Wade appeared for an initial appearance by videoconference today before U.S. Magistrate Judge Michael A. Hammer. Strong appeared for an initial appearance by videoconference on Oct. 14, 2020, before Judge Hammer. Both men are currently detained.
According documents filed in this case and statements made in court:
Law enforcement officials have seized 831 grams of suspected fentanyl and 612 grams of suspected heroin, as part of an investigation into a drug trafficking organization (DTO) operating in Monmouth and Middlesex counties, Pennsylvania, and elsewhere.
The investigation has revealed that Wade, allegedly a ranking member of the Sex Money Murder (SMM) subset of the Bloods street gang, is a leader of the DTO. Strong, allegedly a ranking member of the Fruit Town Brims, also a subset of the Bloods street gang, distributes fentanyl and heroin on behalf of the DTO.
On Oct. 1, 2020, law enforcement officers executed a search warrant of Wade’s residence and recovered a 9mm caliber semi-automatic polymer “privately made” handgun, along with 50 rounds of 9mm ammunition and five rounds of .45 caliber ammunition.
The count of conspiracy to distribute and possess with intent to distribute over 400 grams of fentanyl carries a maximum penalty of life imprisonment and a $10 million fine. The ammunition offense carries a maximum potential penalty of 10 years in prison and a $250,000 fine.
U.S. Attorney Carpenito credited special agents of the Drug Enforcement Administration’s Monmouth/Ocean HIDTA Task Force, under the direction of Special Agent in Charge Susan A. Gibson, with the assistance of the Monmouth County Prosecutor’s Office Gang and Criminal Enterprise Unit, with the investigation leading to the arrests.
The government is represented by Assistant U.S. Attorney Lauren E. Repole of the U.S. Attorney’s Office 4OCDETF/Narcotics Unit.
The charges and allegations in the complaints are merely accusations, and the defendants are presumed innocent unless and until proven guilty.
Defense counsel: Wade: Rahul Sharma Esq., Assistant Federal Public Defender, Newark Strong: Thomas Dunn Esq., Montvale, New Jersey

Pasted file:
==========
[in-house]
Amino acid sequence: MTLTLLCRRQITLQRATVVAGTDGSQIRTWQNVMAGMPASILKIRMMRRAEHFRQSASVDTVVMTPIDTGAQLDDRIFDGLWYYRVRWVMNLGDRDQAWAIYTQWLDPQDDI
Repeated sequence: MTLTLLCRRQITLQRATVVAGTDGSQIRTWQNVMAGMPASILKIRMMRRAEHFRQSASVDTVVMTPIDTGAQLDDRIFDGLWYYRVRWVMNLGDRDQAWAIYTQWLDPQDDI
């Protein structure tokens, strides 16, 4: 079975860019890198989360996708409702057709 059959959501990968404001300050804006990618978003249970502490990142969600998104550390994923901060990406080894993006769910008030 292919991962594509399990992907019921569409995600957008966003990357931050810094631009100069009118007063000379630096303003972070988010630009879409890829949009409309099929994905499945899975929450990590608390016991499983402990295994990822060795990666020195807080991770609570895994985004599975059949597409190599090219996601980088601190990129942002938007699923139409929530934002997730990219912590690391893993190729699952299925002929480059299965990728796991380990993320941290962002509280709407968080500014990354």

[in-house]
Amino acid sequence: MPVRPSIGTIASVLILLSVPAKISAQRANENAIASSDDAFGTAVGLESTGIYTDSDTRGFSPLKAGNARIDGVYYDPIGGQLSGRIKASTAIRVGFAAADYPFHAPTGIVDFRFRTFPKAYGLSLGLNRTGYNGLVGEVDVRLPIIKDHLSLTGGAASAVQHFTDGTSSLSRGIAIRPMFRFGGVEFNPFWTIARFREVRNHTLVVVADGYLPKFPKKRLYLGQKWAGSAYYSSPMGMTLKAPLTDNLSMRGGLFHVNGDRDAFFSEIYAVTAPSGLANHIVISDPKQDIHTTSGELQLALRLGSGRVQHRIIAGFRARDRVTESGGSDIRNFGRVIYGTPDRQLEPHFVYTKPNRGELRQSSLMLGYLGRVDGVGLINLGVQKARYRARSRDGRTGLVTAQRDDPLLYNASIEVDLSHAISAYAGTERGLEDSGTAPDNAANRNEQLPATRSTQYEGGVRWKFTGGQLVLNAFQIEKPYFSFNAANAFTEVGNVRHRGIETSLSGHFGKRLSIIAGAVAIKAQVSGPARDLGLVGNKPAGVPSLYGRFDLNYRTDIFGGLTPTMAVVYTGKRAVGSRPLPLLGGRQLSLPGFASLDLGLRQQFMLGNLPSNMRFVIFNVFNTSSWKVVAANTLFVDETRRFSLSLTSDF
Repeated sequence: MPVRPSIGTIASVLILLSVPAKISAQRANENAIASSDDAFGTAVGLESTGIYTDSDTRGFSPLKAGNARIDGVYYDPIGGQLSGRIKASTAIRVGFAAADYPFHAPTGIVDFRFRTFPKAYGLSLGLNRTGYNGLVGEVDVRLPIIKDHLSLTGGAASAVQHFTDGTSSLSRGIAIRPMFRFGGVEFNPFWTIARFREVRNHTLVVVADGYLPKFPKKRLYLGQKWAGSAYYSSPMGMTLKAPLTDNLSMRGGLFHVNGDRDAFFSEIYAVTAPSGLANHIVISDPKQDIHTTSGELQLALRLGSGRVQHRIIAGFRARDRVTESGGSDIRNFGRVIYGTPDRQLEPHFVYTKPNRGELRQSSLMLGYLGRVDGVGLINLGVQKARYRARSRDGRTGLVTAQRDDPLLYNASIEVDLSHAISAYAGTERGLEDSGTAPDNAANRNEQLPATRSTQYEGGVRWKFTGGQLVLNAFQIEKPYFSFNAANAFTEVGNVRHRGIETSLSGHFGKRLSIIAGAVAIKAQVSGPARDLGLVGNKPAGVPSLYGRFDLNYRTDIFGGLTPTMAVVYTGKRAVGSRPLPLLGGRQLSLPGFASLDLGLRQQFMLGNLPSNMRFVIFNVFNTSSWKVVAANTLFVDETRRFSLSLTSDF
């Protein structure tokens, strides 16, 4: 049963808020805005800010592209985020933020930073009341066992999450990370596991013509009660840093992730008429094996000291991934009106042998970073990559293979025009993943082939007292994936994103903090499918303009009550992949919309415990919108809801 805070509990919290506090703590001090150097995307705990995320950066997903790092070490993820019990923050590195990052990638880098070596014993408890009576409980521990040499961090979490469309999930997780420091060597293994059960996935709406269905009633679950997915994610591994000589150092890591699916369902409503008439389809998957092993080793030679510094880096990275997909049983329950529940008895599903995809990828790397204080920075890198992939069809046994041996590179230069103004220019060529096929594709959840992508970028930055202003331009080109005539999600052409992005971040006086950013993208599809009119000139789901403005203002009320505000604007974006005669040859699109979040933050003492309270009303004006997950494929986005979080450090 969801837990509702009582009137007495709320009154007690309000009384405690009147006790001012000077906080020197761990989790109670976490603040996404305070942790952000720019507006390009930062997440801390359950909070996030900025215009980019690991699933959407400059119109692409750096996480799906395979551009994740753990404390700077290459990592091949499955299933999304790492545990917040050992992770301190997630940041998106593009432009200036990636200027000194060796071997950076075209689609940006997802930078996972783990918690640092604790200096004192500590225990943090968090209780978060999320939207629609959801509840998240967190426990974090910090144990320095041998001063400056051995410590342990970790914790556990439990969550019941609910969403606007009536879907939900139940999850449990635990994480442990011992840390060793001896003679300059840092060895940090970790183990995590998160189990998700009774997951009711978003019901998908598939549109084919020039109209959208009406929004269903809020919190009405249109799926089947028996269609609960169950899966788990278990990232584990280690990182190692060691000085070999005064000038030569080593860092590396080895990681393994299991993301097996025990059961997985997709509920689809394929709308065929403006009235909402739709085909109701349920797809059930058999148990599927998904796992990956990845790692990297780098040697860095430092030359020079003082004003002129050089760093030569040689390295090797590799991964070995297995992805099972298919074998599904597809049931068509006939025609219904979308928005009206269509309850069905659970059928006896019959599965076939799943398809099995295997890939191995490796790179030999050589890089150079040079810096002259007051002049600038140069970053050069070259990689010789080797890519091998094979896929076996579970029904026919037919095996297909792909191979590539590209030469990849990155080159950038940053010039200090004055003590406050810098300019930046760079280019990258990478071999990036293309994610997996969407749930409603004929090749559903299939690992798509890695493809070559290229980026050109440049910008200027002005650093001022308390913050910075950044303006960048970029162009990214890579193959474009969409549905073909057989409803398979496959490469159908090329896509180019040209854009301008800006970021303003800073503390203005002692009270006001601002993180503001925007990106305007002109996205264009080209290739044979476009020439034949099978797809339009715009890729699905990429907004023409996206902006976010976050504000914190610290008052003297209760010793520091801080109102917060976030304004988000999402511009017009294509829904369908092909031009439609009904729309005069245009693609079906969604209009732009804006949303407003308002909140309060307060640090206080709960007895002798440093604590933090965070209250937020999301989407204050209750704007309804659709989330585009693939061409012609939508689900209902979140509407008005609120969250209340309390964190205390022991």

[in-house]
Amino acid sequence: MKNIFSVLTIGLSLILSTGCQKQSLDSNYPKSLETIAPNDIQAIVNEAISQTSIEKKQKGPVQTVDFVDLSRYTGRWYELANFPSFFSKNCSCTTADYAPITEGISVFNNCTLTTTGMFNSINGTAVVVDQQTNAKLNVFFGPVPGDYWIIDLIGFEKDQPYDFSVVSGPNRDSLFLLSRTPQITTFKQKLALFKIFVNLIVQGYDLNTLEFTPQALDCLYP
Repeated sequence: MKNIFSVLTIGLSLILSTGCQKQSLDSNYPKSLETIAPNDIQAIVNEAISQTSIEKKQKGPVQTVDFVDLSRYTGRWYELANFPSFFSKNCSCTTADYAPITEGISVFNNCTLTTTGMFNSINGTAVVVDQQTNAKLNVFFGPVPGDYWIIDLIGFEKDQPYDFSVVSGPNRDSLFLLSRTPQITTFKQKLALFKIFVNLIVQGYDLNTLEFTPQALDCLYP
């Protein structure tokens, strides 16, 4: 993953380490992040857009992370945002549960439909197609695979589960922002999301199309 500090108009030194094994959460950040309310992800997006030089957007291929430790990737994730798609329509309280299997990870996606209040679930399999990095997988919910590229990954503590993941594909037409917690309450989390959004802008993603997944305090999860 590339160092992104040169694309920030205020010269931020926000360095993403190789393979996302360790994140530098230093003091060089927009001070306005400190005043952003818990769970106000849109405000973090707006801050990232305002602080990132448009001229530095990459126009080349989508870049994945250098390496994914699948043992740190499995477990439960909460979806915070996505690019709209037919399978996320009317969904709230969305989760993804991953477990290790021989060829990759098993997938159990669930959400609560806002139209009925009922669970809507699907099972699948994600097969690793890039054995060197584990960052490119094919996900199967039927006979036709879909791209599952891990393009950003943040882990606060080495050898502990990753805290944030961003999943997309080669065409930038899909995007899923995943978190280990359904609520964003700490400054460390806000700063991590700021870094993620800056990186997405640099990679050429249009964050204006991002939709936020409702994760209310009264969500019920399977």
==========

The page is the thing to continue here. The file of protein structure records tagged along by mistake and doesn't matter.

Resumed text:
WASHINGTON, DC –New Jersey congressmen Chris Smith and Jeff Van Drew today introduced legislation to significantly increase the annual cost-of-living-adjustment (COLA) for Social Security recipients after it was announced earlier this week by the Social Security Administration that the COLA effective December 2020 is going to be 1.3 percent.
The Smith-Van Drew proposal would increase the 2020 COLA to 3 percent in 2020, and no less than 3 percent more in 2021.
With the average Social Security payment to individuals being $1,514 a month, or $18,168 annually, the announced SSA increase would only provide a $236 COLA for 2021. The Smith-Van Drew bill would increase the average COLA to $545 for both 2020 (retroactively) & 2021, or an estimated $1,090, over two years.
“COVID-19 has not only disproportionately harmed senior citizens—causing death to many especially in nursing homes—but has devastated them economically as well,” said Smith (NJ-04).
“HR 8600, the COVID-19 Emergency Social Security Cost of Living Increase Act, is aimed at helping seniors and other Social Security recipients keep up with rising costs they experience in their daily lives, especially in health care,” Smith said. “The COLA announced this week does not reflect the costs seniors cope with every day. It is unfair, and the COVID-19 Emergency Social Security Cost of Living Increase Act will help remedy that unfairness.”
Rep. Van Drew (NJ-02) said, “The burden on South Jersey seniors from taxes, tolls and Coronavirus has been enormous. Social Security recipients need more assistance to ensure the promise made to them is kept; this legislation is a key part of that commitment and we will fight as hard we can to ensure it is enacted.”
The legislation would also reform the formula for calculating annual COLA increases by using a senior consumer price index (senior CPI) beginning in 2021.
Social Security COLAs are currently based on the Consumer Price Index for Urban Wage Earners and Clerical Workers (CPI-W) which excludes items like taxes, such as state and federal income taxes, and does not accommodate the disproportionate impact of health costs on seniors. Smith’s bill would provide a 3 percent increase retroactively for 2020 to address the COVID-19 impact, as well as at least a 3 percent increase in 2021. It would also permanently address the shortcoming of basing annual COLAs on the standard CPI-W in favor of a “Senior CPI.”
Ocean County Freeholder Director Joseph H. Vicari says a higher COLA is needed by seniors to pay for necessities such as food, shelter, utilities and medications.
“I am extremely thankful for the immediate response received from Congressman Smith as we struggle with ways to have the annual Cost of Living Adjustment for Social Security actually reflect the current state of the economy where prices are going up and financial help is not,” said Vicari, who serves as Chairman to the Office of Senior Services. “In Ocean County, where almost 200,000 senior citizens live, it’s unconscionable to just except an increase of 1.3 percent in the 2021 Social Security benefits,” he said. “Social Security is not a hand-out. Our seniors have paid into this their entire working lives.”